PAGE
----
University of Wisconsin-Stout

Nov. 30, 2011

Lacey Holzer went to North Dakota to help research glucose intolerance. Diana Witcher traveled to New York to study an internationally known artist and sculptor.

Their research projects last summer were valuable in themselves, but the students’ experiences symbolize something greater: The significant strides Holzer and Witcher have made as undergraduate students at University of Wisconsin-Stout.

They had the same goal when they came to campus: Get their bachelor’s degrees and begin their professional careers. Now, having seen new possibilities through research opportunities, they are setting their sights on going to graduate school and becoming researchers and professors themselves someday.

Holzer and Witcher credit their involvement in the McNair scholars program, which is in its third year at UW-Stout. One of the purposes of McNair is to train students to conduct research and prepare them to pursue graduate school.

“It has helped me broaden the view of my career,” Witcher said.

“I never thought I would want to go to graduate school before,” Holzer said.

Her sister’s researcher

Holzer, from Hammond, is a senior majoring in dietetics. She was interested in the glucose intolerance study because her sister, Rachael, 9, has had diabetes for three years.

“Once she was diagnosed, I wanted to do juvenile diabetes research. It’s really hard on her. I’ve seen how it affects our family; I can imagine how it affects other families,” Holzer said.

Holzer worked with Susan Raatz, a University of Minnesota professor, at the Grand Forks (N.D.) Human Nutrition Research Center, which is funded by the U.S. Department of Agriculture. They examined glucose intolerance using different variables.

Holzer learned how to collect and analyze data for a study Raatz was conducting. “It was just a good experience overall for me. The scientists are so smart, so amazing and what they’re doing is so cool,” said Holzer, who plans to pursue her doctorate and do research on juvenile diabetes.

The research experience also opened her eyes to “different fields you can go into that I had no idea existed.”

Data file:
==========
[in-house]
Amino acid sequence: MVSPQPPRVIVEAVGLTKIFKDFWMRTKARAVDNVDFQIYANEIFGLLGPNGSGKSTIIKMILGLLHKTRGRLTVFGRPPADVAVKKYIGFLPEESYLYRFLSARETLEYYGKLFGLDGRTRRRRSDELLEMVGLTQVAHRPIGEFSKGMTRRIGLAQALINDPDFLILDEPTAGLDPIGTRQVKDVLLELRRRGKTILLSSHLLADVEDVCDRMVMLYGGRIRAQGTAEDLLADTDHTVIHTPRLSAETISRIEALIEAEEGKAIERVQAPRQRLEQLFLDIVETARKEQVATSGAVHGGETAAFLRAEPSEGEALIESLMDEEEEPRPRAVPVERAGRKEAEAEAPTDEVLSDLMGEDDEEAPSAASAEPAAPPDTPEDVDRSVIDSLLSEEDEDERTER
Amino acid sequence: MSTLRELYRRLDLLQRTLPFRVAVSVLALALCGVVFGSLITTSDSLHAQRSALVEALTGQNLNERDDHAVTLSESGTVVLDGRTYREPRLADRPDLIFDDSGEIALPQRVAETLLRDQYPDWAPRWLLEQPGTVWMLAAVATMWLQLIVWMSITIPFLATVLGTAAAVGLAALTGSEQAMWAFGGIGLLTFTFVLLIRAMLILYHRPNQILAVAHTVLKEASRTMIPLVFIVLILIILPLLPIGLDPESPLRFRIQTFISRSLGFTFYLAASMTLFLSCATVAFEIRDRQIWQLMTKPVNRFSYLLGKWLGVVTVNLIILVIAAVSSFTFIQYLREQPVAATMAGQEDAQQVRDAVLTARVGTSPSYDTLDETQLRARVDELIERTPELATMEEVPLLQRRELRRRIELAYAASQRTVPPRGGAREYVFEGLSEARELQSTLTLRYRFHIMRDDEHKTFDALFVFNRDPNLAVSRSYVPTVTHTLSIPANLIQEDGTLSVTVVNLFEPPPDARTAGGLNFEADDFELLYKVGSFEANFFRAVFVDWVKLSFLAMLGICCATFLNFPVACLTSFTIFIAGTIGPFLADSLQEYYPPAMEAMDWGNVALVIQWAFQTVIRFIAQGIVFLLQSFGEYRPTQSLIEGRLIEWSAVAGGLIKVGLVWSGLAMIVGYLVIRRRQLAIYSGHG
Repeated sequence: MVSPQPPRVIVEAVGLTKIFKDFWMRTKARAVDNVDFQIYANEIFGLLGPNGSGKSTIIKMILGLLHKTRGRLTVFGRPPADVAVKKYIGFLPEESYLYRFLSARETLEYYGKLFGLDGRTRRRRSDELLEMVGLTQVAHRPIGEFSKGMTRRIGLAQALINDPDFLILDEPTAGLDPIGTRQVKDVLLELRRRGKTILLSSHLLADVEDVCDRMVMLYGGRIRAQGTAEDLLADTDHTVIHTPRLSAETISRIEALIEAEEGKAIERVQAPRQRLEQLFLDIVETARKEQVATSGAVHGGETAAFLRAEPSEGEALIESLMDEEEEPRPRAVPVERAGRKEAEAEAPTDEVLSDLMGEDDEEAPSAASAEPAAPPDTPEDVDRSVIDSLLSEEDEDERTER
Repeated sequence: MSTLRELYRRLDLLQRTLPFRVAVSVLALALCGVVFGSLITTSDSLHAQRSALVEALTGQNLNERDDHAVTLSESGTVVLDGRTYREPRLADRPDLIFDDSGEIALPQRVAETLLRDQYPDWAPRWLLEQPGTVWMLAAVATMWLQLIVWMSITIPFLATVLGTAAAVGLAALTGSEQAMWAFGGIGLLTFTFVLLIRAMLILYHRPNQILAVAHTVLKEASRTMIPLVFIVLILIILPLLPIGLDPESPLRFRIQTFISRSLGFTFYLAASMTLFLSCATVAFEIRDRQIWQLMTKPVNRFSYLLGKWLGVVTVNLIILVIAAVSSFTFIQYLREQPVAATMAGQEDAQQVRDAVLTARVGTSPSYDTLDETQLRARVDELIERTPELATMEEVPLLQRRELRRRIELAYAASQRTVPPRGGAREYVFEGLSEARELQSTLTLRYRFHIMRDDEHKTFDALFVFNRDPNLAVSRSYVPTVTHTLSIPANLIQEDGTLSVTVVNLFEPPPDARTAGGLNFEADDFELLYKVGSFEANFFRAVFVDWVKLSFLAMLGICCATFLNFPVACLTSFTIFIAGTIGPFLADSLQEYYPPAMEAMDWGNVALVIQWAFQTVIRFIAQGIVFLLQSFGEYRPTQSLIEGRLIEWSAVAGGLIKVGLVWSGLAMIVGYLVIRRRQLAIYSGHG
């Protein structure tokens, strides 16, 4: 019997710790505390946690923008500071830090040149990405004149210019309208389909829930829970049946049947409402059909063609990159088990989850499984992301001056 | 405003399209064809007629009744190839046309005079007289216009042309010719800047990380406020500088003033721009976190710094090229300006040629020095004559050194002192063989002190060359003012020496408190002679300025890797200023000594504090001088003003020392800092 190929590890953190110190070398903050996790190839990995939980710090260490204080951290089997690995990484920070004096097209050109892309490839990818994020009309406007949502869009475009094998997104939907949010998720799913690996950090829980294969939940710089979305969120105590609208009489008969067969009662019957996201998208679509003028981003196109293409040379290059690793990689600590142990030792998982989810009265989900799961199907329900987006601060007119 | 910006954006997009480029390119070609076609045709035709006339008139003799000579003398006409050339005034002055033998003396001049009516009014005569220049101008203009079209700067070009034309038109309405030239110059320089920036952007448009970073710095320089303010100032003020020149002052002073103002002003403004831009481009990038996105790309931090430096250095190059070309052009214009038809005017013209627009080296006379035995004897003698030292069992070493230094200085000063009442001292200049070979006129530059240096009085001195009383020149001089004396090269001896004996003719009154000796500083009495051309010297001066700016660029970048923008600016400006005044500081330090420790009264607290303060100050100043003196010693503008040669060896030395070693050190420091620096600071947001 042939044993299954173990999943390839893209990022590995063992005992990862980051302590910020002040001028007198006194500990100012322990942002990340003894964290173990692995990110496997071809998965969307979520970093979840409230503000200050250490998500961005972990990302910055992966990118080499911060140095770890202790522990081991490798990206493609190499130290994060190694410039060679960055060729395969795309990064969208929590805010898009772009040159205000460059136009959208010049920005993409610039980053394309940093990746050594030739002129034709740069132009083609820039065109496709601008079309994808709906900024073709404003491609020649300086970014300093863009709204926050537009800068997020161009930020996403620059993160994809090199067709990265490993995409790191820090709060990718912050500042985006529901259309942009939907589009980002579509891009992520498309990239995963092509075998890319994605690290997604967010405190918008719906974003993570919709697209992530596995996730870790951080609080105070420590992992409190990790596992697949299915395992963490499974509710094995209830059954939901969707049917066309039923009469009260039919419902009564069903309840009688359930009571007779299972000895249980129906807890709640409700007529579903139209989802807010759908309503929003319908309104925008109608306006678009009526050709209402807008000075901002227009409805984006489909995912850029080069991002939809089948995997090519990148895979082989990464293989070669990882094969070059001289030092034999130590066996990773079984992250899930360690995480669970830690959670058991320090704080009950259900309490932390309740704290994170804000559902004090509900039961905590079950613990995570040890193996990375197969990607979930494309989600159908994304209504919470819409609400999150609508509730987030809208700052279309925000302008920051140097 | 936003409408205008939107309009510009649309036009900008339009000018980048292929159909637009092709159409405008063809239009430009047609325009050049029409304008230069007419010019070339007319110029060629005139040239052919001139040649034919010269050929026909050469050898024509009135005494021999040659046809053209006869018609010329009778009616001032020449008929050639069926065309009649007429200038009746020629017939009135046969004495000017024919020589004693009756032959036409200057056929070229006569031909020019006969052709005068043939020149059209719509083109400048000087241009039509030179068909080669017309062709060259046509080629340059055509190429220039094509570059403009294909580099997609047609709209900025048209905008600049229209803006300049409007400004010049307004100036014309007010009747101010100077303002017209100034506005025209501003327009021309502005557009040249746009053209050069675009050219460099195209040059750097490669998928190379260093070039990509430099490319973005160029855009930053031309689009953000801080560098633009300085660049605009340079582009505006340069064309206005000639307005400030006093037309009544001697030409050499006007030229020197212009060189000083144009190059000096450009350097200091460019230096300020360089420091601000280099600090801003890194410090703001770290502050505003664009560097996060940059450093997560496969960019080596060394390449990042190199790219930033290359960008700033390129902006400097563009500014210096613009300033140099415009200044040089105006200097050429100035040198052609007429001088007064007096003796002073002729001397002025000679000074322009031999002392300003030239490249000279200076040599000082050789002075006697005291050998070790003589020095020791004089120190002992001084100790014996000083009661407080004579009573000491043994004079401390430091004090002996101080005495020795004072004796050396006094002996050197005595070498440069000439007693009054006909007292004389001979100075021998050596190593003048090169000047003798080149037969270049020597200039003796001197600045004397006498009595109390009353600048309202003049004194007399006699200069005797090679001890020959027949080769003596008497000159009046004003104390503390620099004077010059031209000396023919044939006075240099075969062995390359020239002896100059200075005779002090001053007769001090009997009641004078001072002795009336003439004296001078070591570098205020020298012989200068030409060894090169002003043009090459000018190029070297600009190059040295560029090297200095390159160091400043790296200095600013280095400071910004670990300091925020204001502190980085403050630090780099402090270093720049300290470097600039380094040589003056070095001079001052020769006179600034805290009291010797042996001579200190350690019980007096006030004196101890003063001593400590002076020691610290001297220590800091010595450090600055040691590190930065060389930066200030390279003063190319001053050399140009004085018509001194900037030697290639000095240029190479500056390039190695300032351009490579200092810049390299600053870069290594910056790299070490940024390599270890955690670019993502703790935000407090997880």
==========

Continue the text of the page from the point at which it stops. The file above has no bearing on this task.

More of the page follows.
Designing a career

Witcher, from Menomonie, is a junior majoring in art with a graphic design concentration. She researched sculptor and landscape artist Isamu Noguchi, who died in 1988.

She was under the direction of Alex DeArmond, UW-Stout assistant professor in the School of Art and Design.

The research experience involved studying Noguchi’s landscape and playground works in New York, with the goal of writing an academic paper and adapting it for a mass market publication.

Witcher saw several examples of Noguchi’s works and visited his New York studio, now a museum.

“He stretched the limits of what is possible as an artist. Studying him inspired me,” Witcher said. “He wanted people to understand his art and interact with his sculptures.”

Witcher, part owner of Aquarian Gardens, a sustainable flower garden design business in Menomonie, is excited that doctorate degrees are becoming available in design and design history, beyond the traditional Master of Fine Arts.

“It’s a new field. There’s lots of room for study,” said Witcher, who eventually hopes to write, design, consult and possibly teach.

‘McNair is changing lives’

Along with Holzer and Witcher, six other UW-Stout McNair scholars — there are 25 in all — conducted research in summer 2011, ranging from on campus with UW-Stout professors to working with professors at Michigan State and UW-Madison.

“When students come back they’re completely changed people. They just blossom,” said Richard Tafalla, a psychology professor and McNair program director. “McNair is changing lives and really creating some good students.”

Money from the grant-funded program pays for research experiences, as well as travel to disseminate research and for site visits to graduate schools. Students in McNair also receive academic support. One of their goals is to have their research published.

“It’s no less than a cultural shift. We are saying you can do this, even though they never may have considered it. That’s what McNair is about,” Tafalla said.

The Ronald E. McNair Postbaccalaureate Achievement Program began nationally in 1989 to bring more first-generation college students and disadvantaged groups into higher education. It is named after McNair, a scholar and astronaut who died in the 1986 Challenger space shuttle explosion.

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